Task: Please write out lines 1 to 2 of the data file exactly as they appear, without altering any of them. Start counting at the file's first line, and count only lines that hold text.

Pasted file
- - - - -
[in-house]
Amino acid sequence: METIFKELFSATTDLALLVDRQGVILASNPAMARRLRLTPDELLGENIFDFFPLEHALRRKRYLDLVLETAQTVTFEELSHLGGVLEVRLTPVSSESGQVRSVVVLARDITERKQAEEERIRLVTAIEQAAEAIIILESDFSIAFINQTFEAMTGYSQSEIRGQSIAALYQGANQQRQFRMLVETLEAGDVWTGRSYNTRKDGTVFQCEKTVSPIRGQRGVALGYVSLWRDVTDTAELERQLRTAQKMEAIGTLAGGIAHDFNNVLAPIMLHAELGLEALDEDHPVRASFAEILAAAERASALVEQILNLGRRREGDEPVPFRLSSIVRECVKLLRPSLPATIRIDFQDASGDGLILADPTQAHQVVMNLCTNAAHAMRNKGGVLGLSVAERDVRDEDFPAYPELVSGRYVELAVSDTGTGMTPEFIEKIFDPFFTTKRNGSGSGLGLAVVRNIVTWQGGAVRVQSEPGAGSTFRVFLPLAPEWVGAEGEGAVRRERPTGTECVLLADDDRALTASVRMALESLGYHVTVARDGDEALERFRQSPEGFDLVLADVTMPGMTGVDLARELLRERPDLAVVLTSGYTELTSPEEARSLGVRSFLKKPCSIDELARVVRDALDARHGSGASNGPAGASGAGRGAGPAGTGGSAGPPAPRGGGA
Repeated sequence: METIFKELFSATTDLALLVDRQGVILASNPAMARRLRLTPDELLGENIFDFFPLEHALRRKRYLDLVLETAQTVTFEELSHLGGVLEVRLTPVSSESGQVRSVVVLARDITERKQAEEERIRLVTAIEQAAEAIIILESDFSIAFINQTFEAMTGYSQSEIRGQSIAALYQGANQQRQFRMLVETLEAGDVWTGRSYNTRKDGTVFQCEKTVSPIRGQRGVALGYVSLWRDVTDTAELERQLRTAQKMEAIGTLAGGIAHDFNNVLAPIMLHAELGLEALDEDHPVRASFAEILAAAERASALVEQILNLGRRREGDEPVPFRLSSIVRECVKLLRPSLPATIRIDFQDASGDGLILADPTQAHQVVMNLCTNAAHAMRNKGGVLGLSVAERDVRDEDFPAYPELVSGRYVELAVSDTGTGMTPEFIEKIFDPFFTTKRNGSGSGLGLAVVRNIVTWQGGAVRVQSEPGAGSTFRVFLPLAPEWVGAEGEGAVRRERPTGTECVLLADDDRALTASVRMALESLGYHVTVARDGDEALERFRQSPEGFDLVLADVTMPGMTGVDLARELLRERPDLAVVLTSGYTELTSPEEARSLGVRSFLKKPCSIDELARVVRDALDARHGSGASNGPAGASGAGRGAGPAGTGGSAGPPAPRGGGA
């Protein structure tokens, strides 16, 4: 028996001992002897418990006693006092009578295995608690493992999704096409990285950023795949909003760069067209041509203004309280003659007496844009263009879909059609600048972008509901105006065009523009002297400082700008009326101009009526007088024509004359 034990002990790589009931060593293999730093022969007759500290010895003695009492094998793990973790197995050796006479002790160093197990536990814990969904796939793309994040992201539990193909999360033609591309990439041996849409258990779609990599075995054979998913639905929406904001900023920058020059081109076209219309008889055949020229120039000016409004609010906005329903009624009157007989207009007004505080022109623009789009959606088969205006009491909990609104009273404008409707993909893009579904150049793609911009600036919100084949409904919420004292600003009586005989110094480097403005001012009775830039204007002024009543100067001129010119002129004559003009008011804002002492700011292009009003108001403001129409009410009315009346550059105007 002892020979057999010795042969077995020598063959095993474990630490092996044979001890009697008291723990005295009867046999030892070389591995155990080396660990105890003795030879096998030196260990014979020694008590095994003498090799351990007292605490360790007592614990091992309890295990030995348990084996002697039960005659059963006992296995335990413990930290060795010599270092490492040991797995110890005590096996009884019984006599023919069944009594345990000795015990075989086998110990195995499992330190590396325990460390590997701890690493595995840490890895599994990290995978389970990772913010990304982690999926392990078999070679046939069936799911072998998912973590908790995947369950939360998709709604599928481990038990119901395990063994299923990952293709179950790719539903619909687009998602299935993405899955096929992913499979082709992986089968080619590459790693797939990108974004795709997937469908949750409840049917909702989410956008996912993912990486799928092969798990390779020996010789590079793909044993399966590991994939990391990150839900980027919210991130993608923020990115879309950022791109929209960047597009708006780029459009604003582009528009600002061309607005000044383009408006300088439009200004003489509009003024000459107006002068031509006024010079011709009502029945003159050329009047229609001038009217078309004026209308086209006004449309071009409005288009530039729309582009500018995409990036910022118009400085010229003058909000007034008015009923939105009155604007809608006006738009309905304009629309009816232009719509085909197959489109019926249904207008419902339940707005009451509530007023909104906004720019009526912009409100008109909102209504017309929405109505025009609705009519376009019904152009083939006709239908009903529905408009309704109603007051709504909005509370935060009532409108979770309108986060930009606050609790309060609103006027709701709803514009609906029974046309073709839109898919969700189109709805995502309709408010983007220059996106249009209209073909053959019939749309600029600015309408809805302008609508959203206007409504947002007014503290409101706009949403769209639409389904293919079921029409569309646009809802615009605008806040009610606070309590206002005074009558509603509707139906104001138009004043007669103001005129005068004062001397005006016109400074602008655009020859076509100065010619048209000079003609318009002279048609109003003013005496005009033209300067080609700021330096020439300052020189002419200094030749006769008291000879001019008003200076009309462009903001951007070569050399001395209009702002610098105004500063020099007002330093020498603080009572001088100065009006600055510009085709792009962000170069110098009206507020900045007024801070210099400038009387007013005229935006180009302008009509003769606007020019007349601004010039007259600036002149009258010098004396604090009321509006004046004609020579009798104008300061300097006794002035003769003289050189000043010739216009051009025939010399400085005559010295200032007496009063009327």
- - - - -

[in-house]
Amino acid sequence: METIFKELFSATTDLALLVDRQGVILASNPAMARRLRLTPDELLGENIFDFFPLEHALRRKRYLDLVLETAQTVTFEELSHLGGVLEVRLTPVSSESGQVRSVVVLARDITERKQAEEERIRLVTAIEQAAEAIIILESDFSIAFINQTFEAMTGYSQSEIRGQSIAALYQGANQQRQFRMLVETLEAGDVWTGRSYNTRKDGTVFQCEKTVSPIRGQRGVALGYVSLWRDVTDTAELERQLRTAQKMEAIGTLAGGIAHDFNNVLAPIMLHAELGLEALDEDHPVRASFAEILAAAERASALVEQILNLGRRREGDEPVPFRLSSIVRECVKLLRPSLPATIRIDFQDASGDGLILADPTQAHQVVMNLCTNAAHAMRNKGGVLGLSVAERDVRDEDFPAYPELVSGRYVELAVSDTGTGMTPEFIEKIFDPFFTTKRNGSGSGLGLAVVRNIVTWQGGAVRVQSEPGAGSTFRVFLPLAPEWVGAEGEGAVRRERPTGTECVLLADDDRALTASVRMALESLGYHVTVARDGDEALERFRQSPEGFDLVLADVTMPGMTGVDLARELLRERPDLAVVLTSGYTELTSPEEARSLGVRSFLKKPCSIDELARVVRDALDARHGSGASNGPAGASGAGRGAGPAGTGGSAGPPAPRGGGA